Given these facts, it seems to me that the close reason is not wrong or unusual, as it present many characteristics of an off-topic question.

| |
  • 2
    By this logic, most popular question on this website is opinion based. workplace.stackexchange.com/questions/93696/… Here the question explicitly asked is 'Now the problem is, do I tell them?`. This sounds exactly like the choice you laid out in your answer. – PagMax Feb 5 '18 at 6:59
  • @PagMax (imo, our most q is a bit off topic hehe), but there is a line you know? Perhaps more troll experiences will make your troll alert more sensitive. But I agree that far too many posts are closed on this site (one of my year's resolutions is to be more permissive and give Qs more love before vtc) – DarkCygnus Feb 5 '18 at 14:31
  • 1
    @PagMax Yeah, you are right, and that question was also closed as off topic, until some wise people decided to reopen it. – Masked Man Feb 5 '18 at 16:05
  • @MaskedMan wasn't aware of that – DarkCygnus Feb 5 '18 at 16:17
-5

The question is neither "off-topic" nor "trolling" nor is the question fundamentally flawed because of the trivial semantics of "should I" vs "how do I". It is a perfectly fine question about a type of misunderstanding that CAN HAPPEN in workplaces when folks from different cultures converge.

The problem is that some people here are so rigid in their thinking, they simply can't fathom how someone with a very different cultural background could get confused about something like lunch. Well, it happens. The workplace isn't limited to Americans in American workplaces.

| |
  • 2
    It has become fashionable these days to blame every "mistake" on culture difference. – Masked Man Feb 3 '18 at 18:01
  • 1
    I have seen enough of the world to know that mistakes do happen due to cultural misunderstandings. I have also seen enough of the world to know when "cultural misunderstanding" is used as a get-out-of-jail-free card. Although to be fair, that is not the case here, it is blatantly obvious that the OP is making up the whole story. – Masked Man Feb 3 '18 at 18:34
  • @TheSnarkKnight, I have no idea where you get that non-sequitur conclusion. But, to answer your question, one does not need to be "stupid" to be unaware of customs and expected behaviors in foreign cultures. – teego1967 Feb 3 '18 at 20:03
  • @teego1967 I know not to eat with my left hand in India, the importance of allowing someone to save face in Japan, what flowers not to bring in Germany, and not to clink my glasses in Hungary, but you seem to think an Indian woman is too stupid to figure out not to steal lunches. – Old_Lamplighter Feb 3 '18 at 22:00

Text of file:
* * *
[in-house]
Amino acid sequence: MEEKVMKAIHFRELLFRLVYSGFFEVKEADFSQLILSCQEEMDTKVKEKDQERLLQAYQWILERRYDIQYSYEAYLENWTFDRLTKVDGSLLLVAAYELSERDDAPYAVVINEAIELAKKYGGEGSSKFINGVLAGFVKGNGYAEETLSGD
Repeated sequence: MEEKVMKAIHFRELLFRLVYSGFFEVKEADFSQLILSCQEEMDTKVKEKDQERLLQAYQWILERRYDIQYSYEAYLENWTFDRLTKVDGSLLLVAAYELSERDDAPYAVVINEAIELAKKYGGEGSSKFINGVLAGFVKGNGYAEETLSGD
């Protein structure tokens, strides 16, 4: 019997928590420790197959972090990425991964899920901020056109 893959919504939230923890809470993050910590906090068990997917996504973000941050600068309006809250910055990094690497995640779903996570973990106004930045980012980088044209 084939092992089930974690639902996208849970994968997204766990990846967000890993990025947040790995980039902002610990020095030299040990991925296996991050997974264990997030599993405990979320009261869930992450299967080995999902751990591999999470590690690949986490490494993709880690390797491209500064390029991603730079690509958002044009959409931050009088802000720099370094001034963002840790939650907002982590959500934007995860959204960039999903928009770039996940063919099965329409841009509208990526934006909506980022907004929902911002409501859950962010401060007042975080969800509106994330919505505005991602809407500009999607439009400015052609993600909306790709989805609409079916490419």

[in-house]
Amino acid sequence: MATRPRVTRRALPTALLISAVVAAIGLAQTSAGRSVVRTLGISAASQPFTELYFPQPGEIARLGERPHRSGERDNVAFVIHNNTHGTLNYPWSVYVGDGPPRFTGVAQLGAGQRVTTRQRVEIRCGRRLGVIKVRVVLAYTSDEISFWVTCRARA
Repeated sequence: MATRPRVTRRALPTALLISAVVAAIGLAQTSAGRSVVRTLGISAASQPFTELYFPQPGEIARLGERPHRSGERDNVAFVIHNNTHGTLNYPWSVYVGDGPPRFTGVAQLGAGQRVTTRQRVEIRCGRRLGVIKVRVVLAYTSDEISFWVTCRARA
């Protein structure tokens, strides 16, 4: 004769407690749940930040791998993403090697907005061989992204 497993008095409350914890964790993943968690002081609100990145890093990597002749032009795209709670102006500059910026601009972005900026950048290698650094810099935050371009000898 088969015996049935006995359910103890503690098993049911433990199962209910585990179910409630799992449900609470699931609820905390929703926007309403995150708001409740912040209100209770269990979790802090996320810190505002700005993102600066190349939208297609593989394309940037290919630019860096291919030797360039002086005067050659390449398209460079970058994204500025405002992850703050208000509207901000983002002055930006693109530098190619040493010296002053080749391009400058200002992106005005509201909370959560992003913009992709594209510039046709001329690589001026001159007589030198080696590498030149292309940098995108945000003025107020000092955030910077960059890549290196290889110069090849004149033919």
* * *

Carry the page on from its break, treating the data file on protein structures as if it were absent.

• @TheSnarkKnight, is that so? Do you really think you know all social conventions in all cultures? I don't think the OP in question was necessarily stupid at all. We will perhaps never know if the poster was a troll. I suspect she was not and that she was surprised by the extraordinarily hostile (but not uncommon) stackexchange response. – teego1967 Feb 4 '18 at 1:08
  • Only thing which sounds suspicious in the post is 3 months and several days a week. If the OP would have said few times instead, then whether real or not, this could be a situation which CAN HAPPEN. (I ate a muffin from the pantry cabinet once thinking it is for everyone. I knew only when the owner of the muffin put an angry note on the cabinet!) – PagMax Feb 4 '18 at 2:19
  • 1
    @teego1967 You said: "Do you really think you know all social conventions in all cultures?" That's not what I said at all. What I did do was demonstrate my knowledge of several customs from several cultures I've had to do business with, and yes, when dealing with cultures other than your own you act reservedly, and do not take anyone's word without verification, especially with regards to food and drink, – Old_Lamplighter Feb 4 '18 at 4:01
  • @teego1967 Why does he need to know all social conventions in all cultures, unless he needs to work with all of them? When OP went through the trouble of getting an H1B visa, I would imagine she knew which country's visa she was applying for. She doesn't need to know the cultures of the whole world, but only that one country she chose to go to for work. – Masked Man Feb 4 '18 at 8:12

You must log in to answer this question.

Not the answer you're looking for? Browse other questions tagged .